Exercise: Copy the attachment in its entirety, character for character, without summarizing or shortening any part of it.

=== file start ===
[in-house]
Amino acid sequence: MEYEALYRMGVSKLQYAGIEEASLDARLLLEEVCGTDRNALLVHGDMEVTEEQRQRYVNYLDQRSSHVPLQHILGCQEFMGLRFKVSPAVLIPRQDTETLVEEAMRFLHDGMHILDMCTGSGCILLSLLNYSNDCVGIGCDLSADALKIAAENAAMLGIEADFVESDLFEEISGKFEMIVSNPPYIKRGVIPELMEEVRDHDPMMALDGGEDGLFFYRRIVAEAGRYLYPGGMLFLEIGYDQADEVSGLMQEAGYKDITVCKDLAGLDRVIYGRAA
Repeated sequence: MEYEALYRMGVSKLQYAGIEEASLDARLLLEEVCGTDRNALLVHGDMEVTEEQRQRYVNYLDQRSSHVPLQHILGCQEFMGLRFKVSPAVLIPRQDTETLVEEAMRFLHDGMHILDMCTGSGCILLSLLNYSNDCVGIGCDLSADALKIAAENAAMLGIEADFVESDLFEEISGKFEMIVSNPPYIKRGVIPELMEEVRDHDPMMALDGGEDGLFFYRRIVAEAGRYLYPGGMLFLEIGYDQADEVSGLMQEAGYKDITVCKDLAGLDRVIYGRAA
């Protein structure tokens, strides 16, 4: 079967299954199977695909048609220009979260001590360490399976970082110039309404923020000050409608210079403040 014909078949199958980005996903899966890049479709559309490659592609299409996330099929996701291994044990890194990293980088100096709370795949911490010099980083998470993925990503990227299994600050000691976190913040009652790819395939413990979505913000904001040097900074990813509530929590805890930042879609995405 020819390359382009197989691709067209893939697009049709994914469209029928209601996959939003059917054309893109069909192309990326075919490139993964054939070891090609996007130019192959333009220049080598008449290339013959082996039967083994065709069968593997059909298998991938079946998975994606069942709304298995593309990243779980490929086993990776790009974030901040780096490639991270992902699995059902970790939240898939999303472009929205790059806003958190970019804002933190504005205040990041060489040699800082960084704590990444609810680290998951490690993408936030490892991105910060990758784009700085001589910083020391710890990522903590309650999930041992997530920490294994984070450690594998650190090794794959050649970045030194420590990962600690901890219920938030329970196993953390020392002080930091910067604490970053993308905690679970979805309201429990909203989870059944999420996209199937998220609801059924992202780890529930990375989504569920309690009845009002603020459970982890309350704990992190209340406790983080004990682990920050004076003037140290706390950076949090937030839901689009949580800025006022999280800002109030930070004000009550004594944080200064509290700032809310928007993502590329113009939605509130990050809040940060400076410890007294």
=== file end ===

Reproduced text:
[in-house]
Amino acid sequence: MEYEALYRMGVSKLQYAGIEEASLDARLLLEEVCGTDRNALLVHGDMEVTEEQRQRYVNYLDQRSSHVPLQHILGCQEFMGLRFKVSPAVLIPRQDTETLVEEAMRFLHDGMHILDMCTGSGCILLSLLNYSNDCVGIGCDLSADALKIAAENAAMLGIEADFVESDLFEEISGKFEMIVSNPPYIKRGVIPELMEEVRDHDPMMALDGGEDGLFFYRRIVAEAGRYLYPGGMLFLEIGYDQADEVSGLMQEAGYKDITVCKDLAGLDRVIYGRAA
Repeated sequence: MEYEALYRMGVSKLQYAGIEEASLDARLLLEEVCGTDRNALLVHGDMEVTEEQRQRYVNYLDQRSSHVPLQHILGCQEFMGLRFKVSPAVLIPRQDTETLVEEAMRFLHDGMHILDMCTGSGCILLSLLNYSNDCVGIGCDLSADALKIAAENAAMLGIEADFVESDLFEEISGKFEMIVSNPPYIKRGVIPELMEEVRDHDPMMALDGGEDGLFFYRRIVAEAGRYLYPGGMLFLEIGYDQADEVSGLMQEAGYKDITVCKDLAGLDRVIYGRAA
């Protein structure tokens, strides 16, 4: 079967299954199977695909048609220009979260001590360490399976970082110039309404923020000050409608210079403040 014909078949199958980005996903899966890049479709559309490659592609299409996330099929996701291994044990890194990293980088100096709370795949911490010099980083998470993925990503990227299994600050000691976190913040009652790819395939413990979505913000904001040097900074990813509530929590805890930042879609995405 020819390359382009197989691709067209893939697009049709994914469209029928209601996959939003059917054309893109069909192309990326075919490139993964054939070891090609996007130019192959333009220049080598008449290339013959082996039967083994065709069968593997059909298998991938079946998975994606069942709304298995593309990243779980490929086993990776790009974030901040780096490639991270992902699995059902970790939240898939999303472009929205790059806003958190970019804002933190504005205040990041060489040699800082960084704590990444609810680290998951490690993408936030490892991105910060990758784009700085001589910083020391710890990522903590309650999930041992997530920490294994984070450690594998650190090794794959050649970045030194420590990962600690901890219920938030329970196993953390020392002080930091910067604490970053993308905690679970979805309201429990909203989870059944999420996209199937998220609801059924992202780890529930990375989504569920309690009845009002603020459970982890309350704990992190209340406790983080004990682990920050004076003037140290706390950076949090937030839901689009949580800025006022999280800002109030930070004000009550004594944080200064509290700032809310928007993502590329113009939605509130990050809040940060400076410890007294």